Pyruvate Administered After Severe Hypoglycemia Reduces Neuronal Death and Cognitive Impairment

  1. Sang Won Suh12,
  2. Koji Aoyama12,
  3. Yasuhiko Matsumori23,
  4. Jialing Liu23 and
  5. Raymond A. Swanson12
  1. 1Department of Neurology, University of California, San Francisco, San Francisco, California
  2. 2Veterans Affairs Medical Center, San Francisco, California
  3. 3Department of Neurosurgery, University of California, San Francisco, San Francisco, California
  1. Address correspondence and reprint requests to Raymond A. Swanson, MD, (127) Neurology, VAMC, 4150 Clement St., San Francisco, CA 94121. E-mail: ray{at}itsa.ucsf.edu

Abstract

Hypoglycemia-induced brain injury is a significant obstacle to optimal blood glucose control in diabetic patients. Severe hypoglycemia triggers a cascade of events in vulnerable neurons that may culminate in cell death even after glucose normalization. A key event in this cascade is the activation of poly(ADP-ribose) polymerase-1 (PARP-1). Activated PARP-1 consumes cytosolic NAD, and because NAD is required for glycolysis, hypoglycemia-induced PARP-1 activation may render cells unable to use glucose even when glucose availability is restored. Pyruvate, however, can be metabolized in the absence of cytosolic NAD. Here we tested whether pyruvate could improve the outcome in rats subjected to insulin-induced hypoglycemia by terminating hypoglycemia with either glucose alone or glucose plus pyruvate. In the four brain regions studied—CA1, subiculum, dentate gyrus of the hippocampus, and piriform cortex—the addition of pyruvate reduced neuron death by 70–90%. Improved neuron survival was also observed when pyruvate delivery was delayed for up to 3 h. The improved neuron survival was accompanied by a sustained improvement in cognitive function as assessed by the Morris water maze. These results suggest that pyruvate may significantly improve the outcome after severe hypoglycemia by circumventing a sustained impairment in neuronal glucose utilization resulting from PARP-1 activation.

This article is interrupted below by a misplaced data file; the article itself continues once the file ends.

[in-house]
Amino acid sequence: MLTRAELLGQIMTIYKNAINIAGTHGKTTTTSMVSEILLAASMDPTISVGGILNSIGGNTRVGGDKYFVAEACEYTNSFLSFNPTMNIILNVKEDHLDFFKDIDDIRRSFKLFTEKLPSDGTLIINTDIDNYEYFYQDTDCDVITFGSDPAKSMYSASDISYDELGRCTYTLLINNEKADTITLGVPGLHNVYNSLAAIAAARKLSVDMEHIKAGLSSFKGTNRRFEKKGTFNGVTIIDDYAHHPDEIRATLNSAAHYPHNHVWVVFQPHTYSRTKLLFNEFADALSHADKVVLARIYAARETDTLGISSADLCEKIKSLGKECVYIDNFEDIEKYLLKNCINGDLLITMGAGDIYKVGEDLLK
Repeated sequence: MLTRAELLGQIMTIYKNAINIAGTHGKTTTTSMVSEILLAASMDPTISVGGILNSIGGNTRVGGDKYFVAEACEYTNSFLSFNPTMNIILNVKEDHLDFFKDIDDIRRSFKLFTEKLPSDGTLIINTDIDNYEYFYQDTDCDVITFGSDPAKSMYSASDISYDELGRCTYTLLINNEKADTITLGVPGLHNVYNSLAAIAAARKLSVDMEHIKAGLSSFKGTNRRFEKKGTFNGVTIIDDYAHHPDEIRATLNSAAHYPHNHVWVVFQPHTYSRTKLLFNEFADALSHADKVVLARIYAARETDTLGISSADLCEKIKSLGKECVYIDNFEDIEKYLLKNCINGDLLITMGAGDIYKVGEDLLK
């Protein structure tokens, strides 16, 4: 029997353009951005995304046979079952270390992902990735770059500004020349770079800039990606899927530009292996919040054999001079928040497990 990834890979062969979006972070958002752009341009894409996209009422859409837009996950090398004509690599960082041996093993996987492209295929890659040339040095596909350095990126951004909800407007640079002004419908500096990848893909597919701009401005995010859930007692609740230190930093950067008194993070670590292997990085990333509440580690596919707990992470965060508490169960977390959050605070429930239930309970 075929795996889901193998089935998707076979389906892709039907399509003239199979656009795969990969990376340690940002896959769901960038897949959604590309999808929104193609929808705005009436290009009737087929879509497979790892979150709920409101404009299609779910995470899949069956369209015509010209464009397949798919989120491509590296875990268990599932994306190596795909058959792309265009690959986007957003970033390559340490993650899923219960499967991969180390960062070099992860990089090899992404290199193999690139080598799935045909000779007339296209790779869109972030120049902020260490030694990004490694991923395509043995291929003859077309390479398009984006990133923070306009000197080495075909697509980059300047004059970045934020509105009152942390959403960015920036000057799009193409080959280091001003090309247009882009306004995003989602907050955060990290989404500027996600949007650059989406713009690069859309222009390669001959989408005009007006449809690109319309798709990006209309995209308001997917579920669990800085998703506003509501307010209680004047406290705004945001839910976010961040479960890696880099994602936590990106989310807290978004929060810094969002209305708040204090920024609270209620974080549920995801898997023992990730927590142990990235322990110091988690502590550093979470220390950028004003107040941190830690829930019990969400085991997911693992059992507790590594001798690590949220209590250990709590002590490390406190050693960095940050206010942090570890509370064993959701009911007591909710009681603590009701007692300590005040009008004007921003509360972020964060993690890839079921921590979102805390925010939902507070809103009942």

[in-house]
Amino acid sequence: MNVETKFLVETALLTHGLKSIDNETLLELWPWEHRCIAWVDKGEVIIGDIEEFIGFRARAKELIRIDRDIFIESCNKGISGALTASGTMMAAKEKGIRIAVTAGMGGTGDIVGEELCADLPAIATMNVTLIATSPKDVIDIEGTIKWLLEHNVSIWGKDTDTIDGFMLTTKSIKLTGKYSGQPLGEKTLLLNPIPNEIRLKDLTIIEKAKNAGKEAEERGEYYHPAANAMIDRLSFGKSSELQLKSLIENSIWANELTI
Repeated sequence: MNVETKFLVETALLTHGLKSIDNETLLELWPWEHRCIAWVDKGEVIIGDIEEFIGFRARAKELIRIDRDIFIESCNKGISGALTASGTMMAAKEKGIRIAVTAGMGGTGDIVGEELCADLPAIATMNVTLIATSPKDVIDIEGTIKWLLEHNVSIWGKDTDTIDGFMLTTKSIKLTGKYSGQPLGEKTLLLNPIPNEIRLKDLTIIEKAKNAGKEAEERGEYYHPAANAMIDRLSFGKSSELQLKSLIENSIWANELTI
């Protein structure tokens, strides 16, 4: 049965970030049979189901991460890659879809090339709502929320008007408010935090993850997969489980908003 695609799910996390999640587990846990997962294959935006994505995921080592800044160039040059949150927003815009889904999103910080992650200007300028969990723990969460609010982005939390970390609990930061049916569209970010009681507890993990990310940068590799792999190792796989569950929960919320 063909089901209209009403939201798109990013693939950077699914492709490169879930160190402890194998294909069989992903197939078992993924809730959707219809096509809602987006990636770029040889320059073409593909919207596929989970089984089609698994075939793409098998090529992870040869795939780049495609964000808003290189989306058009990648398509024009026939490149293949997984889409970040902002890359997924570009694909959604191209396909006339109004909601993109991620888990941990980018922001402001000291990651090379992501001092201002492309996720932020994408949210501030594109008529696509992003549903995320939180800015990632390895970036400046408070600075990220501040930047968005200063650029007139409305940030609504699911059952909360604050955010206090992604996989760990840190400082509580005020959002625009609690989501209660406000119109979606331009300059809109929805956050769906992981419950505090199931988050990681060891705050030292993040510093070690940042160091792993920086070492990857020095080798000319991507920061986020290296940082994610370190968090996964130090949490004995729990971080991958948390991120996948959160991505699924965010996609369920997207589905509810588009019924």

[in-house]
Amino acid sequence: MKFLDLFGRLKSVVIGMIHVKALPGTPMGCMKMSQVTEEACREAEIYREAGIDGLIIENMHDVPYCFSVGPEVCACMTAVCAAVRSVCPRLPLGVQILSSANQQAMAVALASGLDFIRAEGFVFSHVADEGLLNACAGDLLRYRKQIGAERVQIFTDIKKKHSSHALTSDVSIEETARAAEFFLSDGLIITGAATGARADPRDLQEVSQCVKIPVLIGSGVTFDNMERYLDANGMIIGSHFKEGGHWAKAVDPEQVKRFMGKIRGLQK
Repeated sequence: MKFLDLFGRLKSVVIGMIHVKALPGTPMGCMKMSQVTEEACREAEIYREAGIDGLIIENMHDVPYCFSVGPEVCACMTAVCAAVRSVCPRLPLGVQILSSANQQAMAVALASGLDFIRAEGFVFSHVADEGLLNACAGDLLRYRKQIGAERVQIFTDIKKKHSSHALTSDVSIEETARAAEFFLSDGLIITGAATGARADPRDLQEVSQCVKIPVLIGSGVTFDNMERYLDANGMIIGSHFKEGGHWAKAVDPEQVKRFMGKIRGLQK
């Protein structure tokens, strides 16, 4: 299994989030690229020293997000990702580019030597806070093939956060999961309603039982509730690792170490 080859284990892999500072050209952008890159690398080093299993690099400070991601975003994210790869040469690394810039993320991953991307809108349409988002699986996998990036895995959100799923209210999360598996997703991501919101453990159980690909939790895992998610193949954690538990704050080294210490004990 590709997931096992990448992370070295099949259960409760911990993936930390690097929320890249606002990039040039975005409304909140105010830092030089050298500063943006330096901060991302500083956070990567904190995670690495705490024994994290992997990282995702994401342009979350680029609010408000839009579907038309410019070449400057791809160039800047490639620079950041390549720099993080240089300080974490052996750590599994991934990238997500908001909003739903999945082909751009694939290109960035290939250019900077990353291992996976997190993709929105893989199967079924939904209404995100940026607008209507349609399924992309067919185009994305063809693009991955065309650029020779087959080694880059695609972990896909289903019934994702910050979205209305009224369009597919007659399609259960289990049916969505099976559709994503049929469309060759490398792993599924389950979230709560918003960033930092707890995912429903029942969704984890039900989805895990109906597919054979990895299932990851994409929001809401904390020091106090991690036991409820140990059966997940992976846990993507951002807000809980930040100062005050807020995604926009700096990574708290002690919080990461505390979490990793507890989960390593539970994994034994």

Footnotes

    • Accepted January 31, 2005.
    • Received October 22, 2004.
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